Re: Another DOS oddity...

From: Greg King <>
Date: Sun, 26 May 2013 14:49:42 -0400
Message-id: <A910DD0BDB484E9D9E6C48E78659F477@Kaiser>
From: "Julian Perry"; on Saturday, May 25, 2013; at 8:02 PM -0400
> As I had recalled, "Inside Commodore DOS" by Immers & Neufield
> confirms the bug. (I remember seeing it myself.)  Apparently, there are 2
> bugs.
> One: the "referred blocks" occasionally will give you track 18 (!).
> Two: if a B-A is given to an already existing block, the error channel
> will return the next free block, but allocate all blocks on the requested
> track (which is what you're seeing)!
> The fix they suggest is quite drastic. It involves M-R reading the
> BAM in DOS RAM into a string on the C64 -- doing the block-allocate --
> and, if the B-A returns "No Block" -- M-W writing the allocated block
> BACK to RAM, overwriting the damage done.

That book is wrong in many places.

For example, U1/U2 didn't replace the B-R/B-W commands.  They are in 
different categories:  U1/U2 work on disks, while B-R/B-W work
on "files" (nameless, random-access files).  U1/U2 move sectors, while 
B-R/B-W move records.  A sector that has a record in it has a
record-length byte at its beginning.  Your program shouldn't touch that 
byte; the DOS controls it.  That's why the "#" buffer
pointer starts at offset 1 instead of offset 0.

Olaf is correct.  The DOS pre-allocates each full track, as a precaution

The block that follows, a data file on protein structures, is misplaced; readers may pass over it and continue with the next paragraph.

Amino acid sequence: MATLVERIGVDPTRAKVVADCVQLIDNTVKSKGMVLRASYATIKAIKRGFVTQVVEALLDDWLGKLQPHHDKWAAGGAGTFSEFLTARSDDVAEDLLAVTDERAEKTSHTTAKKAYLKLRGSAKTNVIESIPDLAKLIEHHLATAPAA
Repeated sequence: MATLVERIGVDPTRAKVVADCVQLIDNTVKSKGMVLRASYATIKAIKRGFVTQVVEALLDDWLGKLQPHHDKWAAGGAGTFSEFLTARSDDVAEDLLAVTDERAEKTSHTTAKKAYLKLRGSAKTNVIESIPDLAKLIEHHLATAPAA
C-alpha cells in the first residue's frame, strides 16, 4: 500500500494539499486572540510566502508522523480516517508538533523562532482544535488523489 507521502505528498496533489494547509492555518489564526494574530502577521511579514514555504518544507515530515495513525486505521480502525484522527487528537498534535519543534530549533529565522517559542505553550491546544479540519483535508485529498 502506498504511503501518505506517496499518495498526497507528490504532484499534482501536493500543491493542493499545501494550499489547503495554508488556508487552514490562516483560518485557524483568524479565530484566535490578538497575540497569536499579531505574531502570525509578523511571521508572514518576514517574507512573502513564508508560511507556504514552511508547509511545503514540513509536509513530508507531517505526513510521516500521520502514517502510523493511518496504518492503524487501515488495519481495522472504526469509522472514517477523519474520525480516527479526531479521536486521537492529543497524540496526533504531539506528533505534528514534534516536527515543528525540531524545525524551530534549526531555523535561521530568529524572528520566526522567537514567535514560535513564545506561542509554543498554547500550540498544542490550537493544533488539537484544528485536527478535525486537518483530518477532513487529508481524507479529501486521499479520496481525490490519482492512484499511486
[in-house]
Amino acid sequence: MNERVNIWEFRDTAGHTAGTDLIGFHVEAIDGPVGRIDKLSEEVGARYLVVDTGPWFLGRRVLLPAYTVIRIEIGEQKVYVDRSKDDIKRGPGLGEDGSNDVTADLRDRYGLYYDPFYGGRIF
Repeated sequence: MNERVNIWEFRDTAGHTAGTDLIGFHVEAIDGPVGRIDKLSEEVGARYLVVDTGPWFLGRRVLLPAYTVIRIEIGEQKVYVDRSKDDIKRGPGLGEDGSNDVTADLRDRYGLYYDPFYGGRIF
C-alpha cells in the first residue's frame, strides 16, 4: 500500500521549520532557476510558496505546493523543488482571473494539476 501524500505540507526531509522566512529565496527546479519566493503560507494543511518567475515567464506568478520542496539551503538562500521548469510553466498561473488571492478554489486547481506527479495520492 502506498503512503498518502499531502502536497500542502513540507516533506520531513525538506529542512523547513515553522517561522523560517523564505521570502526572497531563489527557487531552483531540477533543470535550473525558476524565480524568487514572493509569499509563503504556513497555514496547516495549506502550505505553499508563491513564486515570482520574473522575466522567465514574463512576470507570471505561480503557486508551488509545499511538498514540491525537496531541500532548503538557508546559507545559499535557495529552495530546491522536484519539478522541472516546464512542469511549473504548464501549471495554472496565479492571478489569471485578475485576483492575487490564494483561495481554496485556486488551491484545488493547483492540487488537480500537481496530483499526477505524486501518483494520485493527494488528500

against blackouts (if the drive loses power before the
modified BAM can be written back to the disk, then any file data that was 
written is protected).  The disk copy is updated when the
DOS moves to a different track -- and, when a file is closed.

A fix isn't needed because the block commands aren't broken.  They do 
exactly what they are supposed to do.  The bug is in André's
program.  It doesn't open a "#" file -- and, more importantly, it doesn't 
close that file!

A program must open "#" _before_ any B-A/B-F commands are sent; and, close 
it _after_ all B-A/B-F commands are sent.  It doesn't
matter that no data is sent through that buffer.  B-A and B-F are block 
commands; and, block commands work with "files"; so, you
must handle them that way.

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Received on 2013-05-26 19:01:56

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